Trump Admin Calls on Congress to Hold Back Federal Grants to Sanctuary Cities

Omnibus bill must pass to keep government running

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March 13, 2018

The Trump administration has asked Congress to punish California and other states, cities, and localities with so-called "sanctuary" policies that restrict cooperation with the federal government on matters of illegal immigration by withholding federal grants in a must-pass spending bill that requires action by next week to keep the government running.

A government official on Tuesday told reporters traveling with President Trump to California on Air Force One that the House version of the spending bill already strips out Justice Department and Homeland Security Department grants for California and other sanctuary areas.

"It's a major threat to national security," the official said of sanctuary policies according to a pool report. "We are 100 percent committed to challenging sanctuary cities. We will be successful."

Rep. Mark Meadows (R., N.C.), who chairs the conservative House Freedom Caucus, has pushed the idea of withholding federal grants for California and other sanctuary areas.

"Why should Congress continue pouring taxpayer dollars into cities that defy federal immigrant law?" he tweeted Monday. "That shouldn't happen in America—a nation of law and order. @POTUS is right—Congress can withhold federal grants in the upcoming omnibus. It's time to #DefundSanctuaryCities."

Senate Democrats will likely balk at any effort to include similar language punishing California and other municipalities in the omnibus appropriations bill. Still, after Democrats lost the government shutdown war in January because of a standoff over a deal to permanently resolve the legal status of "dreamer" immigrants, they could be more reluctant to draw any firm lines in the sand.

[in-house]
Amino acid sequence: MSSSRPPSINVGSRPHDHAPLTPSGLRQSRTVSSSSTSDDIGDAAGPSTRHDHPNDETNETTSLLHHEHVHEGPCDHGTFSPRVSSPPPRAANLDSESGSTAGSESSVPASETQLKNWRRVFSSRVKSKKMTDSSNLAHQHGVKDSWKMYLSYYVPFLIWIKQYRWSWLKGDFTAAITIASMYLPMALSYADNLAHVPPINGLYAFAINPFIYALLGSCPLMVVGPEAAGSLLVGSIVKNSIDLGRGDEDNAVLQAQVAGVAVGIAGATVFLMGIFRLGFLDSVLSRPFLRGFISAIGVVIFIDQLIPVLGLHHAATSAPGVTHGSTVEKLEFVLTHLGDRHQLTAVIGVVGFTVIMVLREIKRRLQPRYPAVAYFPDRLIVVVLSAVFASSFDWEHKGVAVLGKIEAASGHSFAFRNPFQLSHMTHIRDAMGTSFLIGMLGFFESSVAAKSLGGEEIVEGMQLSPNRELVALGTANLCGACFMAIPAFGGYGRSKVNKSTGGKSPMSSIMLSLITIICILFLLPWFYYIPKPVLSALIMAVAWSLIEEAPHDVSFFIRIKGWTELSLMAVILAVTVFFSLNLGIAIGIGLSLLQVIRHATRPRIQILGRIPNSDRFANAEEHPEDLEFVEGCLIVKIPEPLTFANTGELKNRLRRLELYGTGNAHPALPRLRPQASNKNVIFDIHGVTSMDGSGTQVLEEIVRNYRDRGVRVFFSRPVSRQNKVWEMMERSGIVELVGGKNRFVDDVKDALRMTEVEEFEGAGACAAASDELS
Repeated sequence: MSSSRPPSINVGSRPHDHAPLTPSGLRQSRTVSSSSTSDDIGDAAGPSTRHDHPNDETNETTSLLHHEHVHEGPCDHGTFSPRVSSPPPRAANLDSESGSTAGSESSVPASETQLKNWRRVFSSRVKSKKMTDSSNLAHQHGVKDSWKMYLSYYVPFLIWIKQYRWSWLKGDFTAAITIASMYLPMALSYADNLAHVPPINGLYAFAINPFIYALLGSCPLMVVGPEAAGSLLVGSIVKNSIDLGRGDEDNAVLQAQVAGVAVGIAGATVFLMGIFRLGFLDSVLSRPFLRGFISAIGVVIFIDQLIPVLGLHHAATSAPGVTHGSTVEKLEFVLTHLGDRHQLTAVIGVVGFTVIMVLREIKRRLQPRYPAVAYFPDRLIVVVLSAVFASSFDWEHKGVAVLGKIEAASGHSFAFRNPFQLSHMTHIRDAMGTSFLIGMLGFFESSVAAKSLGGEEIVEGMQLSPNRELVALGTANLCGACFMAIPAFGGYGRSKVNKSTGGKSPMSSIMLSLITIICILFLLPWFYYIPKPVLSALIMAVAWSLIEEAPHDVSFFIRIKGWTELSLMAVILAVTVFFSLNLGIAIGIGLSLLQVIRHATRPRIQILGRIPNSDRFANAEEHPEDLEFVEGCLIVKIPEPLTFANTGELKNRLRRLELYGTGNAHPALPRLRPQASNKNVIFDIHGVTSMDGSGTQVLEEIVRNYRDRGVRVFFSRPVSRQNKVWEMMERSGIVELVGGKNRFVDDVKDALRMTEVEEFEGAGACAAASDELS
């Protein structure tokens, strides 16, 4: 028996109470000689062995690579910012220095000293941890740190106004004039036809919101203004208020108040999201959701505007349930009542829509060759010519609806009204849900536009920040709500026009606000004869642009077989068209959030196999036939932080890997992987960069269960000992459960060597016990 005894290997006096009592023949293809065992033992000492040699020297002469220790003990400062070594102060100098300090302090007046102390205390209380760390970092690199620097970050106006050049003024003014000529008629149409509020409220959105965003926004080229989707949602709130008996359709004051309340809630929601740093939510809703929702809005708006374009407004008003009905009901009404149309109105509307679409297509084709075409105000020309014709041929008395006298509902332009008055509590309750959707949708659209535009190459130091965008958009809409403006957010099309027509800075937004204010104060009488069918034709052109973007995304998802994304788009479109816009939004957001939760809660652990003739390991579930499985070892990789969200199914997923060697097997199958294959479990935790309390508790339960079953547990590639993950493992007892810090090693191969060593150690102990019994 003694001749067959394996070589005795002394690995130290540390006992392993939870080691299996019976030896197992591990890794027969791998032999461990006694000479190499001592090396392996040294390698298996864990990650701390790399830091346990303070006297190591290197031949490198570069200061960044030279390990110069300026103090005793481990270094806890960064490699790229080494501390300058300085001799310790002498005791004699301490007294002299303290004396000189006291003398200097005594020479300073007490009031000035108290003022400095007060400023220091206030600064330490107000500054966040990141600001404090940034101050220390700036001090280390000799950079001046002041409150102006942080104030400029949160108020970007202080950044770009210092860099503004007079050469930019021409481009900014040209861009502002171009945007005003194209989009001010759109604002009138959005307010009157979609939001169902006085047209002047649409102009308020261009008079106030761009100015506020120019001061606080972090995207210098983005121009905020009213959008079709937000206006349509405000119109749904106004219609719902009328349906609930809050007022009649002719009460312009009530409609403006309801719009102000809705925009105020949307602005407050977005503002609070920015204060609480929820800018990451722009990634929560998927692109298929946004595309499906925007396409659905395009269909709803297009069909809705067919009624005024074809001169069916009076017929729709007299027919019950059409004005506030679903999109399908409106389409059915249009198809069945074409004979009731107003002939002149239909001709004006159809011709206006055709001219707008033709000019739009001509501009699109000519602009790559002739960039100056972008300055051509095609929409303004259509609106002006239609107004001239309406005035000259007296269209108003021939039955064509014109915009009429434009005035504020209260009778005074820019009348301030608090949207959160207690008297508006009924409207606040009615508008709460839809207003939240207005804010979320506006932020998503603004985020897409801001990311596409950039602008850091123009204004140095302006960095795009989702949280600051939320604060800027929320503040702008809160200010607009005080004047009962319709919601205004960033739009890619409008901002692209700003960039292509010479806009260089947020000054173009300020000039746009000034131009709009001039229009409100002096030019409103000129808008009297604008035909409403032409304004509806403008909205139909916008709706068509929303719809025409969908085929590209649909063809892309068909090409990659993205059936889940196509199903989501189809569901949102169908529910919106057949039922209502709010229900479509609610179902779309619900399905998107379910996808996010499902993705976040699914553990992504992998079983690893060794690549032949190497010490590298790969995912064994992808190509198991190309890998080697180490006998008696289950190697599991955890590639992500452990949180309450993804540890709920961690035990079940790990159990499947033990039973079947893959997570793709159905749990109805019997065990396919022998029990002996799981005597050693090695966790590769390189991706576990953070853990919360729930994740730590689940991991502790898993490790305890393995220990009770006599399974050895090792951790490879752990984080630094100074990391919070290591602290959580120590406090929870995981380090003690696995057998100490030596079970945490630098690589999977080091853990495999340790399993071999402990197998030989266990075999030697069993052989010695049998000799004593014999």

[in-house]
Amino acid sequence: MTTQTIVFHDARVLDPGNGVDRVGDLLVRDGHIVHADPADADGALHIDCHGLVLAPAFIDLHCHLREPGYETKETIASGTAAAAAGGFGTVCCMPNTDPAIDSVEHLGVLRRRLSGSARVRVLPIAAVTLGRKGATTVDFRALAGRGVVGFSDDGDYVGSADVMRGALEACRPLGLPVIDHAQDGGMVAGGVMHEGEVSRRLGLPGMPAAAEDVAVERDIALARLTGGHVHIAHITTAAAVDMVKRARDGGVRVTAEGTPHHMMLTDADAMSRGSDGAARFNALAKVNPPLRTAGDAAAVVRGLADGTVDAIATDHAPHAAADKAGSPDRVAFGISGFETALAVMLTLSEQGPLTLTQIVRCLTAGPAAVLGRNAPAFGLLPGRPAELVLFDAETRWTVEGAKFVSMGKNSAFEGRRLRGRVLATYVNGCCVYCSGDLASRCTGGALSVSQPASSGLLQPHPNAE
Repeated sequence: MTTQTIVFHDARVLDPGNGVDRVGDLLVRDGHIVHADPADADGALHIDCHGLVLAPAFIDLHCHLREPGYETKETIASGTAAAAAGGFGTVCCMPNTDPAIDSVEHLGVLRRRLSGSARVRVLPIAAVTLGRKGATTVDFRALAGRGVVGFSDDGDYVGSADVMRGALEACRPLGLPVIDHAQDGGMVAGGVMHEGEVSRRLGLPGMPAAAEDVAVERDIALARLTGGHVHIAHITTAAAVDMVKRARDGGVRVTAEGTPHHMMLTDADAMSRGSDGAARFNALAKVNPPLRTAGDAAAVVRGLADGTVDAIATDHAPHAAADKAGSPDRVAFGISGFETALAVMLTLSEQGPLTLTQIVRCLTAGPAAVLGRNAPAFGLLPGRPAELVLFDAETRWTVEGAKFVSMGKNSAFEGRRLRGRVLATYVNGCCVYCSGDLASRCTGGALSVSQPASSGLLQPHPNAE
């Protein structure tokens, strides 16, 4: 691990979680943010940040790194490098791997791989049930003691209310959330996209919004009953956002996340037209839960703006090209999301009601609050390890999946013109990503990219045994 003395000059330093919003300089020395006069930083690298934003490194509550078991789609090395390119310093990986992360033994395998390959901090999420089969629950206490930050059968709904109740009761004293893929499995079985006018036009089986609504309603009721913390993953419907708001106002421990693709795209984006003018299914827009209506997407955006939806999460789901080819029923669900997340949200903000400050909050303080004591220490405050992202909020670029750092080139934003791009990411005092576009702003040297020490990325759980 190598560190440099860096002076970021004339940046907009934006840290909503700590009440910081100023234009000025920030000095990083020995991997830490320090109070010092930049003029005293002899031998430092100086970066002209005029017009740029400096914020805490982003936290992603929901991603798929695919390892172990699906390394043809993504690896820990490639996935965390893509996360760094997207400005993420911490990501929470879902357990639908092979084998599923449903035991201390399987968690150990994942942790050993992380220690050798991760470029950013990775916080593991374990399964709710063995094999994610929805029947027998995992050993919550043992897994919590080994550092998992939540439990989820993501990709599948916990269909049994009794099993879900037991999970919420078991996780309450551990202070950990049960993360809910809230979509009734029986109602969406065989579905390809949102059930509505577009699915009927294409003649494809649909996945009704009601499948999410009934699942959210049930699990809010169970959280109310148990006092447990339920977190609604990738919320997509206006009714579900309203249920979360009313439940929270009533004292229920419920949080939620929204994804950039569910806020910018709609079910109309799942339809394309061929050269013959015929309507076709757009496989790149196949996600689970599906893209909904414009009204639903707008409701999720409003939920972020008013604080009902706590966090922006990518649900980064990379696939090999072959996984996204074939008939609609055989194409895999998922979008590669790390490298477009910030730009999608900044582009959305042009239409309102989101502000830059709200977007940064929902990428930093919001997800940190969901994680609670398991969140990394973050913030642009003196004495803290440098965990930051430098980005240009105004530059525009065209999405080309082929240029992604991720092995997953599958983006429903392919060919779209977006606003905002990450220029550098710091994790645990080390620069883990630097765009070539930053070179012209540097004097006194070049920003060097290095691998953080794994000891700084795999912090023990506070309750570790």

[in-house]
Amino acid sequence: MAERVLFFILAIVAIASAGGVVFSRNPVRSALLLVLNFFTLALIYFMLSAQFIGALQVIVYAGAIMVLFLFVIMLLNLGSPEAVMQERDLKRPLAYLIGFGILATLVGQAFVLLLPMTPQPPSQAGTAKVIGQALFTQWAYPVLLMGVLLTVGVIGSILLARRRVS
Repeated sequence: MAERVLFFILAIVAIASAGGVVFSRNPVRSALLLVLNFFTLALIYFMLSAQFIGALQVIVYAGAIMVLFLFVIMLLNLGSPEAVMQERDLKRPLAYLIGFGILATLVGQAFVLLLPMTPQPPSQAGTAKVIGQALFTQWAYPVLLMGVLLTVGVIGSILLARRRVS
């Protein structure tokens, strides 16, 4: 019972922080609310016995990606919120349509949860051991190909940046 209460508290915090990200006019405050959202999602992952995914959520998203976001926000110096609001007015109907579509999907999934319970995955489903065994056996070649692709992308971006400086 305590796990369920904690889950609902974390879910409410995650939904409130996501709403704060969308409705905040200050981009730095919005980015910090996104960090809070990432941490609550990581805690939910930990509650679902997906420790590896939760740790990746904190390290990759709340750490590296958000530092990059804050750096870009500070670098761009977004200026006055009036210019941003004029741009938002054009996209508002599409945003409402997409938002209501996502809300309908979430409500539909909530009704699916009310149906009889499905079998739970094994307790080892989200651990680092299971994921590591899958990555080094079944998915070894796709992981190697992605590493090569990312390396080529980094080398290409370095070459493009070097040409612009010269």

Senate Minority Leader Chuck Schumer (D., N.Y.) on Tuesday said Democrats do not want to fund Trump's border wall in the omnibus spending bill but did not rule out providing money for other Trump immigration priorities.

"I don't think the wall is border security," Schumer said, according to a Reuters report. "And we will fight for real border security—not fake border security—plain and simple. Our view on the wall as something that is ineffectual and expensive has not changed."

A Trump administration official told reporters that the wall will save "far more money than it will cost," citing estimates that illegal immigration costs the country tens of billions of dollars a year in terms of money spent on law enforcement efforts to fight drugs, as well as to provide education and social services to illegal immigrants.

"The reality is how can you afford not to build the wall?" the official asked.

Update: Trump blasted California's policies during an event near the border on Tuesday.

"In the upcoming omnibus budget bill, Congress must fund the border wall and prohibit grants to sanctuary jurisdictions that threaten the security of our country and the people of our country," Trump said during his visit to the San Diego border with Tijuana, Mexico to view the border-wall prototypes his administration commissioned.

In another confrontation with California’s Democratic officials on their turf, Trump criticized the state’s "sanctuary" policies, which he argued "put the entire nation at risk."

"They’re the best friend of the criminal. That’s what exactly is happening. The criminals take refuge in these sanctuary cities, and it’s very dangerous for our police and enforcement folks," he said.

"The smugglers, the traffickers, the gang members—they’re all taking refuge, and I think a lot of people in California understand that," he said.

Last week, the Justice Department filed a lawsuit against the state over three "sanctuary" laws it passed in 2017 that limit government officials’ and employers’ ability to communicate with federal immigrant agents and officials. The lawsuit argues that the federal government, not states, have the authority to control the nation’s borders and immigration policy.